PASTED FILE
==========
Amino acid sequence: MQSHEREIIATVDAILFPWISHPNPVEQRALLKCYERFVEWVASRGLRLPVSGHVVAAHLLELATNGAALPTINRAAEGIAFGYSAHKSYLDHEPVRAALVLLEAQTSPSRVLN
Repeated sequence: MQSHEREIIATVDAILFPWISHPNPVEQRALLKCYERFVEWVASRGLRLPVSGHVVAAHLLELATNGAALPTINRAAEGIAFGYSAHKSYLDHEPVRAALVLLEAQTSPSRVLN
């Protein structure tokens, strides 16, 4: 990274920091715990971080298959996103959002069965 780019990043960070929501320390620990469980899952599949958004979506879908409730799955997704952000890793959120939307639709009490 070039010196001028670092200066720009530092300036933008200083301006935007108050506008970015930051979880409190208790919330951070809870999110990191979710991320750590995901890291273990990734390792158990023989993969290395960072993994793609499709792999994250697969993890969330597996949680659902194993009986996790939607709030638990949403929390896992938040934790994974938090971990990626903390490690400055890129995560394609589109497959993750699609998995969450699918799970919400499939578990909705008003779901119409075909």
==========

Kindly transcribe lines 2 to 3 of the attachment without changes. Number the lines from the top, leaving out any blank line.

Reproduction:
Repeated sequence: MQSHEREIIATVDAILFPWISHPNPVEQRALLKCYERFVEWVASRGLRLPVSGHVVAAHLLELATNGAALPTINRAAEGIAFGYSAHKSYLDHEPVRAALVLLEAQTSPSRVLN
């Protein structure tokens, strides 16, 4: 990274920091715990971080298959996103959002069965 780019990043960070929501320390620990469980899952599949958004979506879908409730799955997704952000890793959120939307639709009490 070039010196001028670092200066720009530092300036933008200083301006935007108050506008970015930051979880409190208790919330951070809870999110990191979710991320750590995901890291273990990734390792158990023989993969290395960072993994793609499709792999994250697969993890969330597996949680659902194993009986996790939607709030638990949403929390896992938040934790994974938090971990990626903390490690400055890129995560394609589109497959993750699609998995969450699918799970919400499939578990909705008003779901119409075909």